Richer harvest. A new model of crop yields will help predict the possible size of harvests, and help provide advice to farmers such as this woman in Indonesia Credit: Wikimedia Commons

Predicting the Bumper Crops of the Future

by Erik Stokstad on 17 February 2013, 2:23 PM

BOSTON—Farms in the United States are a miracle of productivity and the source of enormous exports of grain, but they can only do so much to feed the world. In many parts of the globe, crops yields are just a fraction of what would be possible if they had more fertilizer, better seeds, and improved management. A $2 million project called the Global Yield Gap Atlas, described in a session here today at the annual meeting of AAAS (which publishes ScienceNOW), is attempting to figure out exactly how much food could be grown on the planet. It’s a novel effort involving agronomists from around the world.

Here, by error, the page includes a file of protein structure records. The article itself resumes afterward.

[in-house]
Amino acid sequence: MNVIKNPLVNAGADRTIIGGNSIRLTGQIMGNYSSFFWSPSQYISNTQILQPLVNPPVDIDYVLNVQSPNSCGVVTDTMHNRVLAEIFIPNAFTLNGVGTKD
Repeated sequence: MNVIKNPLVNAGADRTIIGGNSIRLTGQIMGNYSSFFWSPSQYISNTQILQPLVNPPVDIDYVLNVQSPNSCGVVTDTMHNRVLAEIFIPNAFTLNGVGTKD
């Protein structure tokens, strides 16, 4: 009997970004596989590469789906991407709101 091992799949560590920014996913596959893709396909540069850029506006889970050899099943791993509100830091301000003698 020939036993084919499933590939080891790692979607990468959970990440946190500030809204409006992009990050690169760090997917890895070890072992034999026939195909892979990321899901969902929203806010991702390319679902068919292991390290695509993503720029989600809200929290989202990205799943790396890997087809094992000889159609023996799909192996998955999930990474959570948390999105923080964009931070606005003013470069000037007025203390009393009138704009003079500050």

“Effort’s like this are badly needed,” writes Jon Foley, a global change scientist at University of Minnesota, Twin Cities, in an e-mail. “We know that the pressures of increasing food security will only get bigger as population and economic growth pressure the world’s food system,” says Foley, who is not involved in the work, “and understanding how and where yields can still improve is vital to improving food security.”

Other experts say the results will ultimately be useful to regional farm managers, national policymakers, and to food security experts studying global trends. In the session, one of the leaders of the atlas described recent results that suggest the ambitious goals are within reach.

Read more: Predicting the Bumper Crops of the Future – ScienceNOW.

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